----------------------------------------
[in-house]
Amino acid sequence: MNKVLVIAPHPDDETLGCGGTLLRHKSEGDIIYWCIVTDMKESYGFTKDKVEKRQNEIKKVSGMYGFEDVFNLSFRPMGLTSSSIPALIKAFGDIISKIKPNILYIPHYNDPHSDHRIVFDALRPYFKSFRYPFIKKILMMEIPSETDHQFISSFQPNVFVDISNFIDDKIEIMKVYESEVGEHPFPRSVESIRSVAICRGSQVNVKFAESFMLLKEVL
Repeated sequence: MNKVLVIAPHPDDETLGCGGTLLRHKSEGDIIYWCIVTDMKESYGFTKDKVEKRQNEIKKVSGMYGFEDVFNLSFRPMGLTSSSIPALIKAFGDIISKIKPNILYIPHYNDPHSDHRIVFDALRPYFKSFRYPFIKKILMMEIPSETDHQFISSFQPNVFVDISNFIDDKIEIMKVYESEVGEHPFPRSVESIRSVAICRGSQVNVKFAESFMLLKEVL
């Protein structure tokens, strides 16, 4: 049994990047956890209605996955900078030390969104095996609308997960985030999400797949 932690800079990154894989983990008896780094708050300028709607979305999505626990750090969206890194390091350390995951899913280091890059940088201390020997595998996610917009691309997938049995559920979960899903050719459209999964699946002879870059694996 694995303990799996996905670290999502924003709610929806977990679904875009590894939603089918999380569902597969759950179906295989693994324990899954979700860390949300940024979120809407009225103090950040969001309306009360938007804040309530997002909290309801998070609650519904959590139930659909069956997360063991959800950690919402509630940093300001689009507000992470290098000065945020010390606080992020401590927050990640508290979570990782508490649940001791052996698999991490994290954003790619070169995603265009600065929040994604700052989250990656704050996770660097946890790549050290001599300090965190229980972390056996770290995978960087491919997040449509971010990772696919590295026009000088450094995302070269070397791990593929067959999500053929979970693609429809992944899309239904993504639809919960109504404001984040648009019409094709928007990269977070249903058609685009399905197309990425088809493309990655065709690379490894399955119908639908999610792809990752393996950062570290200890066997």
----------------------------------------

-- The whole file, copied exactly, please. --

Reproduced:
[in-house]
Amino acid sequence: MNKVLVIAPHPDDETLGCGGTLLRHKSEGDIIYWCIVTDMKESYGFTKDKVEKRQNEIKKVSGMYGFEDVFNLSFRPMGLTSSSIPALIKAFGDIISKIKPNILYIPHYNDPHSDHRIVFDALRPYFKSFRYPFIKKILMMEIPSETDHQFISSFQPNVFVDISNFIDDKIEIMKVYESEVGEHPFPRSVESIRSVAICRGSQVNVKFAESFMLLKEVL
Repeated sequence: MNKVLVIAPHPDDETLGCGGTLLRHKSEGDIIYWCIVTDMKESYGFTKDKVEKRQNEIKKVSGMYGFEDVFNLSFRPMGLTSSSIPALIKAFGDIISKIKPNILYIPHYNDPHSDHRIVFDALRPYFKSFRYPFIKKILMMEIPSETDHQFISSFQPNVFVDISNFIDDKIEIMKVYESEVGEHPFPRSVESIRSVAICRGSQVNVKFAESFMLLKEVL
């Protein structure tokens, strides 16, 4: 049994990047956890209605996955900078030390969104095996609308997960985030999400797949 932690800079990154894989983990008896780094708050300028709607979305999505626990750090969206890194390091350390995951899913280091890059940088201390020997595998996610917009691309997938049995559920979960899903050719459209999964699946002879870059694996 694995303990799996996905670290999502924003709610929806977990679904875009590894939603089918999380569902597969759950179906295989693994324990899954979700860390949300940024979120809407009225103090950040969001309306009360938007804040309530997002909290309801998070609650519904959590139930659909069956997360063991959800950690919402509630940093300001689009507000992470290098000065945020010390606080992020401590927050990640508290979570990782508490649940001791052996698999991490994290954003790619070169995603265009600065929040994604700052989250990656704050996770660097946890790549050290001599300090965190229980972390056996770290995978960087491919997040449509971010990772696919590295026009000088450094995302070269070397791990593929067959999500053929979970693609429809992944899309239904993504639809919960109504404001984040648009019409094709928007990269977070249903058609685009399905197309990425088809493309990655065709690379490894399955119908639908999610792809990752393996950062570290200890066997």